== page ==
Pietro Antonio Rotari
(Verona 1707 - 1762 St. Petersburg)
Girl with a Fan
Pastel on paper, laid down on canvas, 46 x 37 cm
In the original mount and carved gilt frame
German private collection.
Pietro Antonio Rotari, an outstandingly gifted artist and courtier of abundant social intelligence, was very much a child of his time. He gave the offspring of royalty instruction in drawing, he was an avid letter writer, and he would occasionally give away a painting when he scented personal advantage. In 1749, he was invested with the title of Conte dal Senato Veneto by the Venetian Republic. His work was highly sought after by the leading courts of Europe and he ended his career as court painter to Elizabeth I of Russia.1
The teasing gaze of the young woman looking directly at us can be read as an erotically charged game instead of a traditional portrait. Both viewer and subject abandon themselves to the illusory game of observing and being observed, to the extent that image and reality become blurred. Gallantry, an integral part of courtly life, also found its way into art, particularly in the Rococo period.
An almost identical composition by Rotari is preserved. It hangs in the ‛Rotari hall’ at Peterhof Palace in St. Petersburg. The model’s prominent drop earrings with their large baroque pearls add a sensuous dimension to the work – pearls are often associated with Venus. But they also underline her social status and may even be intended to allude to Rotari’s particular interest in jewellery, which his friend the comte de Wackerbarth in Dresden described: Rotari is no ordinary artist who sells his pictures for money, he shows greater willing to part from them in exchange for wondrous gifts or jewels. The most ‛wondrous gift’ that Rotari is reputed to have received was a portrait miniature of King of Poland August III bordered by gemstones.2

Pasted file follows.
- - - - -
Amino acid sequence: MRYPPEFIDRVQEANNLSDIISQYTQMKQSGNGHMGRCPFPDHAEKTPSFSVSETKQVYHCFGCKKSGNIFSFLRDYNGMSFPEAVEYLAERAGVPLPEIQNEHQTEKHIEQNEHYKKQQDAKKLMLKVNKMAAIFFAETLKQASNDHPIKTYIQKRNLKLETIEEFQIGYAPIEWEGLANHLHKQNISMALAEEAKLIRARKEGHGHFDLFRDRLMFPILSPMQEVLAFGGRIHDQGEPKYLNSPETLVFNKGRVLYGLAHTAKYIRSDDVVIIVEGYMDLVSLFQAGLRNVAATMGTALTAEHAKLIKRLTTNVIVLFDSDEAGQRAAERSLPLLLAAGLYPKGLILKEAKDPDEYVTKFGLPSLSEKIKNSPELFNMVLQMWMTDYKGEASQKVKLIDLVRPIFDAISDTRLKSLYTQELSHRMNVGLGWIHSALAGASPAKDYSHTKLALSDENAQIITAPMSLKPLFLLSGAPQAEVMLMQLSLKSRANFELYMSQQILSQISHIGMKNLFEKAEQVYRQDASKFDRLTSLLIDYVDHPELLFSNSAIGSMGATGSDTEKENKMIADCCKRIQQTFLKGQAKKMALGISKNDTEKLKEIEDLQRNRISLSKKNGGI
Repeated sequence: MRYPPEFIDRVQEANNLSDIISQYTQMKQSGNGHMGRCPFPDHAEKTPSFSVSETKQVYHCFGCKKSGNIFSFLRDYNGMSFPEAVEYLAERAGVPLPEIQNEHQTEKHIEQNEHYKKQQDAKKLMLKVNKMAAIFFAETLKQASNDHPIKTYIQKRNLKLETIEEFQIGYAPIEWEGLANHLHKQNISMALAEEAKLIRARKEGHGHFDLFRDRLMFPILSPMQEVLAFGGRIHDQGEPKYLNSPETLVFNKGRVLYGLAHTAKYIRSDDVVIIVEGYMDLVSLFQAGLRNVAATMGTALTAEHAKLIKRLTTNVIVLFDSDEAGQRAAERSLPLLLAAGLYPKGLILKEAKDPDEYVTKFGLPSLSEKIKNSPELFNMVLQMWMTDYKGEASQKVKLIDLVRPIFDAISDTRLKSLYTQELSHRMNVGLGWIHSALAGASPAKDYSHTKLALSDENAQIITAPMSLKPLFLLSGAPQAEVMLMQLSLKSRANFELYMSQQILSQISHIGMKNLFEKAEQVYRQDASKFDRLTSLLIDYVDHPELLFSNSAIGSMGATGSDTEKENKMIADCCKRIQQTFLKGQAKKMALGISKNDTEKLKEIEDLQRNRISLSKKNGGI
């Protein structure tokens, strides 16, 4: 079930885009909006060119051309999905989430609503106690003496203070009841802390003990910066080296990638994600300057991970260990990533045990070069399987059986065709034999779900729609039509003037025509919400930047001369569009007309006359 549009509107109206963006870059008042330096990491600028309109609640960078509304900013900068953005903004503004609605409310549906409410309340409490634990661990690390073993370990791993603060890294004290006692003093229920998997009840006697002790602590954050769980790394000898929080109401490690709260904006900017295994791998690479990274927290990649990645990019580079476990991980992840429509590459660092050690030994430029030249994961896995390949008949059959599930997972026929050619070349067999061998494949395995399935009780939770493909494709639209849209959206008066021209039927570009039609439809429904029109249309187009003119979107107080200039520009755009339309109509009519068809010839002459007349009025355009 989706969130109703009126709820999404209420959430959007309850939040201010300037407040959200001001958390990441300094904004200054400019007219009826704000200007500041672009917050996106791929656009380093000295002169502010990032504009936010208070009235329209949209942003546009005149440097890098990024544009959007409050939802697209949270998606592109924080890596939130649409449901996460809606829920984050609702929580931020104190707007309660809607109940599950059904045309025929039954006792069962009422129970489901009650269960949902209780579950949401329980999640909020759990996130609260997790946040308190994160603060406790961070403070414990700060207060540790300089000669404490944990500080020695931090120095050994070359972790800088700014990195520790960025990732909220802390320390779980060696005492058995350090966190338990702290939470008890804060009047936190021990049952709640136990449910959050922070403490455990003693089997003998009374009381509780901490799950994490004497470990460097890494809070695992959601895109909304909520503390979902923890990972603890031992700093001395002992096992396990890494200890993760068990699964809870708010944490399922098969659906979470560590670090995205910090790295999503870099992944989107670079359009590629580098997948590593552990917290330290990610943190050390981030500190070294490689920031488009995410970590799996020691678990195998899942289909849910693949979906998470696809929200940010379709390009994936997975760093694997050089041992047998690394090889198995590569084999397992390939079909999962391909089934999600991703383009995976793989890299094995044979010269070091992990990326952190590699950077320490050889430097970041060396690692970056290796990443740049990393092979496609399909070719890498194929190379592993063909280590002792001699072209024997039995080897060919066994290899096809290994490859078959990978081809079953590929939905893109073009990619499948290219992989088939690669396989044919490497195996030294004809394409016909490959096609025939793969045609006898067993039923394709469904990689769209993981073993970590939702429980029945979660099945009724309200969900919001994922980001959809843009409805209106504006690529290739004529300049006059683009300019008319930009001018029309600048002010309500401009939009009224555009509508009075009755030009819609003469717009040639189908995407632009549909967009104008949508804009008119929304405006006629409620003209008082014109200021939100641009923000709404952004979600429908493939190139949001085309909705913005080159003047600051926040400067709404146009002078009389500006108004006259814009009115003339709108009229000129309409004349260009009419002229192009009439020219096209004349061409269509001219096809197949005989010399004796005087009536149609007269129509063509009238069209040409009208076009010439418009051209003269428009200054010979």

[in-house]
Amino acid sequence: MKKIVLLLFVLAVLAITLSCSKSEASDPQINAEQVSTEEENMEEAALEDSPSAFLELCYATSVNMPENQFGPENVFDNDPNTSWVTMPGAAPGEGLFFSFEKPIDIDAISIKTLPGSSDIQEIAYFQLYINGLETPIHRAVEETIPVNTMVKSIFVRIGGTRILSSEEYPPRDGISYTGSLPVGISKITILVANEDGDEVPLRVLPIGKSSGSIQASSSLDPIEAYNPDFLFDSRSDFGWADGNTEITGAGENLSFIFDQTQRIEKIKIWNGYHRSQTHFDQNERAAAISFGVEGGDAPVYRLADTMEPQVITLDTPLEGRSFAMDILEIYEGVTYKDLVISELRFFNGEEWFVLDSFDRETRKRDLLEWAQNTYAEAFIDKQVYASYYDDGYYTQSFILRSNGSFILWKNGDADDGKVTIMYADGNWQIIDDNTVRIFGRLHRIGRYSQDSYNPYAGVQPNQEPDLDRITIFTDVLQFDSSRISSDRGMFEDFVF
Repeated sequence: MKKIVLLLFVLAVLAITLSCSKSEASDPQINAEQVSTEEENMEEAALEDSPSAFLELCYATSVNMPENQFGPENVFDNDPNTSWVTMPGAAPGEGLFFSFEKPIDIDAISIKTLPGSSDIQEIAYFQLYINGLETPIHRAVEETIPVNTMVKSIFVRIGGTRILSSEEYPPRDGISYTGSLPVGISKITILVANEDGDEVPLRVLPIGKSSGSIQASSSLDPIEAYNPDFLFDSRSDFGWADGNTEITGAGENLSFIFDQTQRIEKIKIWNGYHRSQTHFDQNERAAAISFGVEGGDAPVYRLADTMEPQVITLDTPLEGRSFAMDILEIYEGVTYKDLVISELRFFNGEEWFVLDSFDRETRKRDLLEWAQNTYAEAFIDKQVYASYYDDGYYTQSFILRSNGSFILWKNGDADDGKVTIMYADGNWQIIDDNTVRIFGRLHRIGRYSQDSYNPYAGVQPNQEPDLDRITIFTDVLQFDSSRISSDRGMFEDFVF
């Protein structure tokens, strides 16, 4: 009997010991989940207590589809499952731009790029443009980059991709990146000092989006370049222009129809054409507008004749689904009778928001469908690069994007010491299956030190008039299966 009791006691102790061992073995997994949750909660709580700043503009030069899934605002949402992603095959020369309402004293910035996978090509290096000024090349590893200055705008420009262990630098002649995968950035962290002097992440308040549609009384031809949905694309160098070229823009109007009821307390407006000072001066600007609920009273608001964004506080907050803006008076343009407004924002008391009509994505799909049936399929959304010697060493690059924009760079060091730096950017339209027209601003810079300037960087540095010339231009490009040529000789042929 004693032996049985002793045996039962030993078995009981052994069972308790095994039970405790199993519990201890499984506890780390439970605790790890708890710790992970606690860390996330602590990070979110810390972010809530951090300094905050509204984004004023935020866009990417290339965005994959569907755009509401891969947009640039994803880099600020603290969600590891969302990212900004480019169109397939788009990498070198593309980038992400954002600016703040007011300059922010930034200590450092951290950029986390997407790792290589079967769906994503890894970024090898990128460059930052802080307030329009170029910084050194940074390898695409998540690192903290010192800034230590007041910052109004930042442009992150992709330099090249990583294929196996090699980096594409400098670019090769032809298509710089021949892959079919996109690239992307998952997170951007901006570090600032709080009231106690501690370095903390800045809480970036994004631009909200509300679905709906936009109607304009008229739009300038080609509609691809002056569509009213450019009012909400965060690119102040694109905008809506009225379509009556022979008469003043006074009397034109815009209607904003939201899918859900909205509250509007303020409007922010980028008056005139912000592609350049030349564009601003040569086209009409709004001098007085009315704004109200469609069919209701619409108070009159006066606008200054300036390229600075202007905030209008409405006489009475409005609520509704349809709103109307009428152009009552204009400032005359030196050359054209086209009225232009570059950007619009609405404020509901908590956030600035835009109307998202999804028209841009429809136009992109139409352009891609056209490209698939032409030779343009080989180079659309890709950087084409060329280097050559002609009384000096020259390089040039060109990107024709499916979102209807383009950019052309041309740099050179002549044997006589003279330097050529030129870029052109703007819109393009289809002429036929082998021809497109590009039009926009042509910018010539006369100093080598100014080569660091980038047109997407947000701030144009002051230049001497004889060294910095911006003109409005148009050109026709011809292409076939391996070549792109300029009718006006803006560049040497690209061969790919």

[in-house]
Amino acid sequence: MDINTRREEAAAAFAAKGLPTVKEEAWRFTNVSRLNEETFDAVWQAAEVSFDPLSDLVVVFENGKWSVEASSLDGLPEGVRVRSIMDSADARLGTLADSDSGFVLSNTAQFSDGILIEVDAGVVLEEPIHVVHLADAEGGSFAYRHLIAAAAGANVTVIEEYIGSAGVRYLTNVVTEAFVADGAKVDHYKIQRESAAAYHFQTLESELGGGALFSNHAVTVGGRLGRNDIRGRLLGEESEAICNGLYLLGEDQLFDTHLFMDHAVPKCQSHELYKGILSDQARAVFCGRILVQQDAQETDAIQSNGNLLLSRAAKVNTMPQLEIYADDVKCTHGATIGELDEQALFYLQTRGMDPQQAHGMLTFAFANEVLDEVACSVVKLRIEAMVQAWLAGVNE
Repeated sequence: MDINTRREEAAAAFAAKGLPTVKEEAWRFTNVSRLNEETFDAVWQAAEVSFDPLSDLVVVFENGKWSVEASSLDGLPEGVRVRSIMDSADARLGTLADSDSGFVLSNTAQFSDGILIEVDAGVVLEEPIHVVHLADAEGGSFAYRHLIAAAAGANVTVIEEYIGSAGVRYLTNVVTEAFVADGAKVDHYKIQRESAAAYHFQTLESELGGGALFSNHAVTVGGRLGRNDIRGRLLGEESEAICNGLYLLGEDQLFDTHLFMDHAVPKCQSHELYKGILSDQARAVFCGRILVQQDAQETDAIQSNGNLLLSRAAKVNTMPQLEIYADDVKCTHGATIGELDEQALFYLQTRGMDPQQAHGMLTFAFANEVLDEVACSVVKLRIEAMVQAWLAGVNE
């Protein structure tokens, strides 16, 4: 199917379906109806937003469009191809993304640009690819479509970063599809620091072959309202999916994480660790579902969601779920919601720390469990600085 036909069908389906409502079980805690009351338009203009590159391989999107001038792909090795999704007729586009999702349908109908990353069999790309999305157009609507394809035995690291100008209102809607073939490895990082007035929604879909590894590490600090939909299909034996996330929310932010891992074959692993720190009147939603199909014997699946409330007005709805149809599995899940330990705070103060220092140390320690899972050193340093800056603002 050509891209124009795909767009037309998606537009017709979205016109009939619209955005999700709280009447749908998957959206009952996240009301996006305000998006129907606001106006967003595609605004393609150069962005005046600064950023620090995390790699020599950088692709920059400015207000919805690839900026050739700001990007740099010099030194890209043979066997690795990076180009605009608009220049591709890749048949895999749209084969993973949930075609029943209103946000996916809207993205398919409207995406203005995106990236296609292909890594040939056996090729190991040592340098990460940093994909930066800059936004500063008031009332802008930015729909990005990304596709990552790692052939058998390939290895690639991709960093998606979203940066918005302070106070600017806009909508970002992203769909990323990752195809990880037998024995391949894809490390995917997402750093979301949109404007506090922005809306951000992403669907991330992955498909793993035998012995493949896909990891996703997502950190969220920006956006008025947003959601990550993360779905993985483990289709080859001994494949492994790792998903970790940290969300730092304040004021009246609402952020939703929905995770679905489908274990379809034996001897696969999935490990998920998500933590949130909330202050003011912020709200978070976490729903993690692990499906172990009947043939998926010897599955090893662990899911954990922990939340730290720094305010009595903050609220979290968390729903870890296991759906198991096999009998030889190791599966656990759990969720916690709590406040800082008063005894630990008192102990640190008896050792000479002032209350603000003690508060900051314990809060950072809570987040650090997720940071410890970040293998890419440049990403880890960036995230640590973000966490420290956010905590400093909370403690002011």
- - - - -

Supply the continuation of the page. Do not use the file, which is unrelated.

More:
Pastels enjoyed exceptional popularity at the courts of Europe in the eighteenth century. The medium combined the vibrancy of drawing with the coloristic qualities of oil painting. The velvety surface was ideally suited to imitate the textures of skin and fabrics. Even in poor light, pastel color retained its extraordinary intensity. The leading eighteenth-century exponent of the medium was almost certainly Jean-Etienne Liotard (1702-89), whom Rotari met in Vienna when both artists were working on commissions for the Imperial Court. Since only very few of Rotari’s pastels have survived, this masterly example, preserved in its original frame, is of unquestionable rarity.
1 Gregor J. M. Weber, Pietro Graf Rotari in Dresden. Ein italienischer Maler am Hof König Augusts III. Bestandskatalog anläßlich der Ausstellung im Semperbau, exhib. cat., Dresden, Gemäldegalerie Alte Meister, Emsdetten and Dresden 1999, pp. 7-15.
2 For biographical details, see Weber, op. cit., p. 9.